McNutt Bass Cradle (Lay-Down Style Stand)
- Not Eligible for Free Shipping:
- Due to its large shipping size and relatively low cost, this item does not qualify for free shipping.
Dennis McNutt created -- and patented -- this nifty cradle, and has partnered with a larger accessories company to manufacture them. It's a new take on the bass stand. Rather than holding it upright, this stand allows you to simply "lean" the bass into the stand; the endpin supports the bottom, and the arms of the cradle support the body. An excellent stand for use onstage, since it takes up very little room, and is also lightweight and eminently transportable. It even comes with its own gig bag!
The stand easily opens into a tripod, with easy slip-on braces. It has a small footprint, and shouldn't get in the way. To put your bass in the stand, simply put the bass down on its endpin, and lean the bass over so that the small support arm is supporting the inside of the C-bout (the center cut-out) on the G-side (if you're right-handed.) The cradle will support and secure the bass, making it easy to pick it back up again. To get a better idea of how to put the bass in the stand, check out Dennis' own YouTube video about "The McNutt Waggle", in the "Videos" tab.
The stand is made of black aluminium, with soft padding wherever your instrument contacts the stand.
Although McNutt Cradles are easy to use and are designed to support a wide variety of instruments safely for many years, improper use can lead to a damaged instrument. Furthermore, as double basses and cellos exist in a great variety of shapes and sizes (such as violin, gamba, busetto, cornerless) and with non-traditional endpins, McNutt Cradles cannot guarantee that any specifc instrument will work safely with a McNutt Cradle. The Cradle requires a 30” minimum height from the floor to the top of the C-bout measured with the instrument standing vertically on its extended endpin.
NOTE: The owner is responsible to assure that any given bass will rest securely on his or her Cradle.
- Don’t use the Cradle while the instrument is still in its bag. The instrument may be unstable.
- Don’t use the Cradle without extending the instrument’s endpin. The instrument will be unstable.
- Don’t use a cornerless style instrument with a McNutt Cradle. The instrument will be unstable.
- Don’t use an instrument with a bent or angled endpin with a McNutt Cradle. The instrument will be unstable.
- Don't simply lean your instrument onto the Cradle. You might not adequately connect it to the Cradle, which may slide out from under the instrument.
Three Safety Recommendations
- The Cradle works so well that a user can become complacent about following all the instructions herein. So when using the Cradle be mindful.
- Always carefully place your instrument on the Cradle.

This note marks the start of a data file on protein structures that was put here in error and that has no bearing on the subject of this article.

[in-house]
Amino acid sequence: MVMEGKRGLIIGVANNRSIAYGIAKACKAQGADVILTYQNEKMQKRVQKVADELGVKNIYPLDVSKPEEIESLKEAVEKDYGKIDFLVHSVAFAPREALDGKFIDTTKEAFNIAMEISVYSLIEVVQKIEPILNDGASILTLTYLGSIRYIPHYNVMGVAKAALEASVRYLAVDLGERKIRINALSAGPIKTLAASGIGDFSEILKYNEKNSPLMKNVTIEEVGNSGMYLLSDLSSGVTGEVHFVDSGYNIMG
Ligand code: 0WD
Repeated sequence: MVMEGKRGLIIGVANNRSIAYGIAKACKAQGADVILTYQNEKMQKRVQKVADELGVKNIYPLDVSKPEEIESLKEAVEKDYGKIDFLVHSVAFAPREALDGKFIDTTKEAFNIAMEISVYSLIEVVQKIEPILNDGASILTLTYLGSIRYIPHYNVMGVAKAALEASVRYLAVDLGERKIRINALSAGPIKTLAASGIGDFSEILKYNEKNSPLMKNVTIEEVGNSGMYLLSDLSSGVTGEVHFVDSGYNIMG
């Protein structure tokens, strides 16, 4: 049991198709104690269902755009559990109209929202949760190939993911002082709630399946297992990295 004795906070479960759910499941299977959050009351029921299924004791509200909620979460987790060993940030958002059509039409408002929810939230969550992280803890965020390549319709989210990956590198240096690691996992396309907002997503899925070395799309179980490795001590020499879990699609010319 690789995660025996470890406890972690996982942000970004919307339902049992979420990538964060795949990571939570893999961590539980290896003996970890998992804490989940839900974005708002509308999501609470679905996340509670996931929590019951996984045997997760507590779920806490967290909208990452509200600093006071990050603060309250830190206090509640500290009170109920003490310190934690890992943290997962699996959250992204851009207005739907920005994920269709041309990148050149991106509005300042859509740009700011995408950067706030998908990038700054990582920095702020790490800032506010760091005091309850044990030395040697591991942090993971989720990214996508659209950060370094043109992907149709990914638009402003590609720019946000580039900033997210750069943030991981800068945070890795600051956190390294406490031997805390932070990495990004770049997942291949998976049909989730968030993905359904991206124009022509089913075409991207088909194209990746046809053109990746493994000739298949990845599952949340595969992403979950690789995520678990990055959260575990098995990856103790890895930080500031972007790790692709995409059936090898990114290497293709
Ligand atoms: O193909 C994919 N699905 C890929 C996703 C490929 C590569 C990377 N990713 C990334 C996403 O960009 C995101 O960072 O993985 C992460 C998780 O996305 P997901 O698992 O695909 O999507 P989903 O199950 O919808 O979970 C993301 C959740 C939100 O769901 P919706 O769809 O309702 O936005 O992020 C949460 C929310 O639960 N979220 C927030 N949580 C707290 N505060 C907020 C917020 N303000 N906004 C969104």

- Slightly lift your instrument onto the Cradle, making sure that the C-bout hooks securely over the lower supporting arm.
When leaving an instrument on the Cradle you will greatly increase its safety by placing a music stand, stool or other obstruction at each end of the instrument. This will cause others to detour around your instrument.
SPECIAL CAUTION! When using the Cradle on a hard floor you must be absolutely certain to hook the C-bout properly over the lower supporting arm. If your fail to do this the Cradle may slip out from under the instrument, dropping it to the floor.
Safely Using the Gigger's Cradle
(These instructions may seem unduly burdensome, but with just a few minutes of practice you will ?nd it takes only a few seconds to rest your instrument properly on the Cradle.)
Keep the instrument endpin extended when using the Cradle! This allows the instrument to settle into the Cradle arms at the proper angle for safety. This also makes for convenience and raises the instrument edges off the floor.
- When you first spread the legs of the metal Cradle notice that each brace hooks onto a corresponding protruding machine screw on only one other leg. Extend the legs and connect each brace to its corresponding machine screw, pressing the brace down firmly to assure a secure connection. Make certain that each brace is properly connected and remains connected.
- When placing an instrument on the Cradle make certain that the upper section of the instrument’s C-bout lies across the shorter/lower of the two cradle arms. The C-bout must rest at a 90-degree angle to the arm, and must extend well over the arm.
- Once your instrument is on the Cradle you should assure that the instrument is properly oriented to the Cradle.
- Make sure that the back of the instrument rests flat against the tall cradle arm.
- While holding the bass securely, gently balance the instrument on the supporting Cradle arm by tilting the neck of the instrument toward the floor. Allow the instrument to settle into a stable position.
- While holding your instrument, gently waggle it on the Cradle. You will readily feel if the instrument is properly aligned with the Cradle. If any instability is detected, immediately remove the instrument from the Cradle.
A tip: Its light weight makes it much easier to bring the Cradle to the instrument rather than carrying the instrument to the Cradle.
Another tip: When using the Cradle fold the bag and place it across the braces.